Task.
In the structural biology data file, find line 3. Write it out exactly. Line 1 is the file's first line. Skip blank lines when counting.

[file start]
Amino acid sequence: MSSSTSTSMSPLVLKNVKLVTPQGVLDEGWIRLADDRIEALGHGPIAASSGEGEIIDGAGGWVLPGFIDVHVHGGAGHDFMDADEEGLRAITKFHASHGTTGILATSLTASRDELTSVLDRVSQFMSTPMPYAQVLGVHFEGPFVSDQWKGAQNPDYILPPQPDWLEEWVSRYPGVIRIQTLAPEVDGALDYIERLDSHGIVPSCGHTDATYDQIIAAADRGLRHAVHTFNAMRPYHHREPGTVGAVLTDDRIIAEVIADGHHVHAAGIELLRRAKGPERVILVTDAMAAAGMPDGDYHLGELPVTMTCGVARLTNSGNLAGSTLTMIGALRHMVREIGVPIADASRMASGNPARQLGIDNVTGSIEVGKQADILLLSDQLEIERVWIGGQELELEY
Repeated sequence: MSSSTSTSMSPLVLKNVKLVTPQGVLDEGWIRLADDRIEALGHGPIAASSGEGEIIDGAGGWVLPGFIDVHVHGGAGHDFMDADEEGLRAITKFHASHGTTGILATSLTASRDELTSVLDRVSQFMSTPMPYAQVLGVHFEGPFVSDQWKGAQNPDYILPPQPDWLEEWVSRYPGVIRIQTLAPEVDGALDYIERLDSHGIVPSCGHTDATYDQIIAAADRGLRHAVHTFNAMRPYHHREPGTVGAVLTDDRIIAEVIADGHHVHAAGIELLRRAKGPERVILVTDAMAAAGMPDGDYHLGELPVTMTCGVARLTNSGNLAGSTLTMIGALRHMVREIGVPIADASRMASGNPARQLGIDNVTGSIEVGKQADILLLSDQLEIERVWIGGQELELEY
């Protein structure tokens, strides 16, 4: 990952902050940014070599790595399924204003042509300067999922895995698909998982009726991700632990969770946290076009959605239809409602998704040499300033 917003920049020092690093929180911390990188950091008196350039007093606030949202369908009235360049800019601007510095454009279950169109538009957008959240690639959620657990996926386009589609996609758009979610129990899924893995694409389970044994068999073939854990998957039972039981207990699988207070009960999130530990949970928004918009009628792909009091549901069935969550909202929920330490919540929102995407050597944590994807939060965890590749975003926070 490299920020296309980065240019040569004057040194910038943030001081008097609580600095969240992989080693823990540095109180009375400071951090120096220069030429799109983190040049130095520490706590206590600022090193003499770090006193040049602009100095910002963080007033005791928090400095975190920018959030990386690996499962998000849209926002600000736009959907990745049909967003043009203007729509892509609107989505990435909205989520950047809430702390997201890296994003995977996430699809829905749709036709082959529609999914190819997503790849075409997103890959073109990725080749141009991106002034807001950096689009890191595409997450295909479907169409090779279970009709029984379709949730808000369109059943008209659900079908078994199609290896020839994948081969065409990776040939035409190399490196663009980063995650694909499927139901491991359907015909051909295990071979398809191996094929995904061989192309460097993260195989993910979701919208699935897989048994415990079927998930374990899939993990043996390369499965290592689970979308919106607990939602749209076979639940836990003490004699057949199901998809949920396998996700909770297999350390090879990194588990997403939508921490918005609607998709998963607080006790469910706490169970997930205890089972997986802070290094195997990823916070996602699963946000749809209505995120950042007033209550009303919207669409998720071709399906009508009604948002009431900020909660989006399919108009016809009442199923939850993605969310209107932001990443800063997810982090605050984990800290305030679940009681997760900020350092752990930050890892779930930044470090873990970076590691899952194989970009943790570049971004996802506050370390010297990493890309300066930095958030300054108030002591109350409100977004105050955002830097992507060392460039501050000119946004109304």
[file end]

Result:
């Protein structure tokens, strides 16, 4: 990952902050940014070599790595399924204003042509300067999922895995698909998982009726991700632990969770946290076009959605239809409602998704040499300033 917003920049020092690093929180911390990188950091008196350039007093606030949202369908009235360049800019601007510095454009279950169109538009957008959240690639959620657990996926386009589609996609758009979610129990899924893995694409389970044994068999073939854990998957039972039981207990699988207070009960999130530990949970928004918009009628792909009091549901069935969550909202929920330490919540929102995407050597944590994807939060965890590749975003926070 490299920020296309980065240019040569004057040194910038943030001081008097609580600095969240992989080693823990540095109180009375400071951090120096220069030429799109983190040049130095520490706590206590600022090193003499770090006193040049602009100095910002963080007033005791928090400095975190920018959030990386690996499962998000849209926002600000736009959907990745049909967003043009203007729509892509609107989505990435909205989520950047809430702390997201890296994003995977996430699809829905749709036709082959529609999914190819997503790849075409997103890959073109990725080749141009991106002034807001950096689009890191595409997450295909479907169409090779279970009709029984379709949730808000369109059943008209659900079908078994199609290896020839994948081969065409990776040939035409190399490196663009980063995650694909499927139901491991359907015909051909295990071979398809191996094929995904061989192309460097993260195989993910979701919208699935897989048994415990079927998930374990899939993990043996390369499965290592689970979308919106607990939602749209076979639940836990003490004699057949199901998809949920396998996700909770297999350390090879990194588990997403939508921490918005609607998709998963607080006790469910706490169970997930205890089972997986802070290094195997990823916070996602699963946000749809209505995120950042007033209550009303919207669409998720071709399906009508009604948002009431900020909660989006399919108009016809009442199923939850993605969310209107932001990443800063997810982090605050984990800290305030679940009681997760900020350092752990930050890892779930930044470090873990970076590691899952194989970009943790570049971004996802506050370390010297990493890309300066930095958030300054108030002591109350409100977004105050955002830097992507060392460039501050000119946004109304």